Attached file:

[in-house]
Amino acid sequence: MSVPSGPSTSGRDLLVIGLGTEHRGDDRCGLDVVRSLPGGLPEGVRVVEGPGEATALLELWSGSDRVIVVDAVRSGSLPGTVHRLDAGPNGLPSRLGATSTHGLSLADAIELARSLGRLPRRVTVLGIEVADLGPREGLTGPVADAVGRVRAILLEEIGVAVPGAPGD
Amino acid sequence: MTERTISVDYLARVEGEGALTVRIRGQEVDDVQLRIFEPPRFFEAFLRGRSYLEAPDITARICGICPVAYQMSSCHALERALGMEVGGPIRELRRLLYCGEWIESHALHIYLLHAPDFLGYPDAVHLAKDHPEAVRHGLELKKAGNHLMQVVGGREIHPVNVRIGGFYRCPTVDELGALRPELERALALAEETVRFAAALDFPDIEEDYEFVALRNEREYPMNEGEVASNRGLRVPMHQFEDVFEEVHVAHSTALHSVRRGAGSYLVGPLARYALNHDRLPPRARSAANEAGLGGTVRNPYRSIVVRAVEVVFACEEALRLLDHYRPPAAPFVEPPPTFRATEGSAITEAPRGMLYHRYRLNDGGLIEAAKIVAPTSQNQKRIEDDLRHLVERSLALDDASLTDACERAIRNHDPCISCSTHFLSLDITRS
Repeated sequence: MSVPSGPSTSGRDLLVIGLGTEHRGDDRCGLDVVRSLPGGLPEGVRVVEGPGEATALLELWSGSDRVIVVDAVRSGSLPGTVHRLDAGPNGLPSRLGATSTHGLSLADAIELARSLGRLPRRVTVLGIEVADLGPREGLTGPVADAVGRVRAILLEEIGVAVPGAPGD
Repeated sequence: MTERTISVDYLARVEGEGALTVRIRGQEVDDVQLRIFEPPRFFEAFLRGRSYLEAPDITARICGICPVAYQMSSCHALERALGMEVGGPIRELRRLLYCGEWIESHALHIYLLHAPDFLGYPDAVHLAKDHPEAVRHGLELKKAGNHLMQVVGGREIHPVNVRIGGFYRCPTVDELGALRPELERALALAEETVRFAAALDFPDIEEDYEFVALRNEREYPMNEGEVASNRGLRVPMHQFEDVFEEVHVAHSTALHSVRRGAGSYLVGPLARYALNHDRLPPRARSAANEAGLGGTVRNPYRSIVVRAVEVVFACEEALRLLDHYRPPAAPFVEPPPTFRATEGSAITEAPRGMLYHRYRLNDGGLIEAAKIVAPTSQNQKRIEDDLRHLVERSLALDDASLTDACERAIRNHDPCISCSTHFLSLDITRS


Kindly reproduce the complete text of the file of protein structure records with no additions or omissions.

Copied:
[in-house]
Amino acid sequence: MSVPSGPSTSGRDLLVIGLGTEHRGDDRCGLDVVRSLPGGLPEGVRVVEGPGEATALLELWSGSDRVIVVDAVRSGSLPGTVHRLDAGPNGLPSRLGATSTHGLSLADAIELARSLGRLPRRVTVLGIEVADLGPREGLTGPVADAVGRVRAILLEEIGVAVPGAPGD
Amino acid sequence: MTERTISVDYLARVEGEGALTVRIRGQEVDDVQLRIFEPPRFFEAFLRGRSYLEAPDITARICGICPVAYQMSSCHALERALGMEVGGPIRELRRLLYCGEWIESHALHIYLLHAPDFLGYPDAVHLAKDHPEAVRHGLELKKAGNHLMQVVGGREIHPVNVRIGGFYRCPTVDELGALRPELERALALAEETVRFAAALDFPDIEEDYEFVALRNEREYPMNEGEVASNRGLRVPMHQFEDVFEEVHVAHSTALHSVRRGAGSYLVGPLARYALNHDRLPPRARSAANEAGLGGTVRNPYRSIVVRAVEVVFACEEALRLLDHYRPPAAPFVEPPPTFRATEGSAITEAPRGMLYHRYRLNDGGLIEAAKIVAPTSQNQKRIEDDLRHLVERSLALDDASLTDACERAIRNHDPCISCSTHFLSLDITRS
Repeated sequence: MSVPSGPSTSGRDLLVIGLGTEHRGDDRCGLDVVRSLPGGLPEGVRVVEGPGEATALLELWSGSDRVIVVDAVRSGSLPGTVHRLDAGPNGLPSRLGATSTHGLSLADAIELARSLGRLPRRVTVLGIEVADLGPREGLTGPVADAVGRVRAILLEEIGVAVPGAPGD
Repeated sequence: MTERTISVDYLARVEGEGALTVRIRGQEVDDVQLRIFEPPRFFEAFLRGRSYLEAPDITARICGICPVAYQMSSCHALERALGMEVGGPIRELRRLLYCGEWIESHALHIYLLHAPDFLGYPDAVHLAKDHPEAVRHGLELKKAGNHLMQVVGGREIHPVNVRIGGFYRCPTVDELGALRPELERALALAEETVRFAAALDFPDIEEDYEFVALRNEREYPMNEGEVASNRGLRVPMHQFEDVFEEVHVAHSTALHSVRRGAGSYLVGPLARYALNHDRLPPRARSAANEAGLGGTVRNPYRSIVVRAVEVVFACEEALRLLDHYRPPAAPFVEPPPTFRATEGSAITEAPRGMLYHRYRLNDGGLIEAAKIVAPTSQNQKRIEDDLRHLVERSLALDDASLTDACERAIRNHDPCISCSTHFLSLDITRS